The national prison population continues to decline, and for the first time in almost fifteen years the total number of inmates dipped below 1.5 million. Last year Maryland lead the entire nation with a dramatic 10 percent reduction in prisoners, which brought the state inmate population down almost 2 thousand to a total of around 18 thousand. While the simplest explanation for the decline is the passage of the Justice Reinvestment Act, a closer look reveals a variety of factors at play.
The Justice Reinvestment Act or JRA was a groundbreaking and massive piece of legislation that sought to reduce money and manpower dedicated to jailing defendants, and to divert these resources to treating and rehabilitating convicted defendants. The JRA eliminated harsh mandatory sentences for repeat drug offenders convicted of non-violent offenses such as possession with intent to distribute narcotics. The maximum penalty for possession of CDS not marijuana was also lowered to one year, which eliminated the possibility of a prison sentence for drug possession. While most state correctional inmates are serving the original sentence handed down by the judge, a large portion are doing time for violating their probation. Lawmakers became aware that the sentences handed down for probation violations were getting out of control, and used the JRA to do something about it.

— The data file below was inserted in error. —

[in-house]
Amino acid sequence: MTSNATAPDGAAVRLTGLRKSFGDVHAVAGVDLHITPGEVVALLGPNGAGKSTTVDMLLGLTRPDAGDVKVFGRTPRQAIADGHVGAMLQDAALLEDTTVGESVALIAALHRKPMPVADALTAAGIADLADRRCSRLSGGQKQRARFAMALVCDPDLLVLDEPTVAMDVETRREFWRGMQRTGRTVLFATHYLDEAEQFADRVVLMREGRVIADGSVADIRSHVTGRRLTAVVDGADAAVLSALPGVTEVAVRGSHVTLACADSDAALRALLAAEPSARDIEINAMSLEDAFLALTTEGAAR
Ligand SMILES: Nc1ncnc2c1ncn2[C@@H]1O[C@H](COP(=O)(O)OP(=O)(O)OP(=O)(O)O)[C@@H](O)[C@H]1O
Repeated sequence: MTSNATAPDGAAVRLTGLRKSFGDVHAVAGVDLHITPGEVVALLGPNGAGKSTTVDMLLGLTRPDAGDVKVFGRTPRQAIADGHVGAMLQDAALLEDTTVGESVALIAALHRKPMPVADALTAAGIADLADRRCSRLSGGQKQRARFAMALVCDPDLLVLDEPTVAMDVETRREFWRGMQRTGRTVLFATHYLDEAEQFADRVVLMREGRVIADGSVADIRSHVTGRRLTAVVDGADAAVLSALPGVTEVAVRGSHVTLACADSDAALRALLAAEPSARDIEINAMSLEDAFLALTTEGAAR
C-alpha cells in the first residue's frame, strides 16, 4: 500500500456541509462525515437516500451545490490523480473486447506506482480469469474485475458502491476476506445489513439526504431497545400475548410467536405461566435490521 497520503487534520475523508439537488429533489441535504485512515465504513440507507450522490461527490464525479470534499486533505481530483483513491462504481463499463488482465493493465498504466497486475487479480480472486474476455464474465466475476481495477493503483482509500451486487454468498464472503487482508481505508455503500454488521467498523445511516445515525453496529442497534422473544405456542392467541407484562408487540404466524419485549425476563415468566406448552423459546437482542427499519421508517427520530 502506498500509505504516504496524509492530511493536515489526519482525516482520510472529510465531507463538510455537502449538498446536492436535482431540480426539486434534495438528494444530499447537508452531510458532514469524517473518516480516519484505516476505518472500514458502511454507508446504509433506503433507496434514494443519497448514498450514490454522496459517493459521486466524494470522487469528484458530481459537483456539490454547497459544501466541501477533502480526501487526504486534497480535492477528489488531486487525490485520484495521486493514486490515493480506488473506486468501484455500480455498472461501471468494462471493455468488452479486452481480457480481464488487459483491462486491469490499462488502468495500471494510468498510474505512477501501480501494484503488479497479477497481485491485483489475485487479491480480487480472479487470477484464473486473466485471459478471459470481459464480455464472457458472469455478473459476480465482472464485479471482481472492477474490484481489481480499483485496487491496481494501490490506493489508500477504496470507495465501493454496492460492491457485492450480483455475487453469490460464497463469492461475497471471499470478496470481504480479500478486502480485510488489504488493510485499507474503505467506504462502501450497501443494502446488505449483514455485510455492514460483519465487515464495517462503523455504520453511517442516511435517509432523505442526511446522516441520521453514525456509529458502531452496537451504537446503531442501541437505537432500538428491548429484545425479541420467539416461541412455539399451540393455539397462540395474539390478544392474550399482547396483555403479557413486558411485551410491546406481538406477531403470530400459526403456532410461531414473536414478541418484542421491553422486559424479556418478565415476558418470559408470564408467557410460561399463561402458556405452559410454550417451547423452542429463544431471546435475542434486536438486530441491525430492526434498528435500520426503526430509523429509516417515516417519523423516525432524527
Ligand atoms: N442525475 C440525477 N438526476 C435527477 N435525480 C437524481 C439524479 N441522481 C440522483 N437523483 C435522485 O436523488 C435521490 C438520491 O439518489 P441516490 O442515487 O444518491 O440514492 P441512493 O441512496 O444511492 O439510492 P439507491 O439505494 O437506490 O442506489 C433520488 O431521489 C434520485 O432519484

Each day dozens of defendants plea out to large suspended sentences in order to be released from jail, and many end up back in court on a violation. Some of these violations are extremely minor, and could be avoided by more patient probation officers. In the past defendants faced years in prison for extremely minor violations, but since the JRA went into effect there are now limits on the sentences handed down for these so called technical violations. The limits are not binding on the judge, but are certainly persuasive when it comes to sentencing a probationer for a positive drug test, failing to complete treatment or not paying restitution.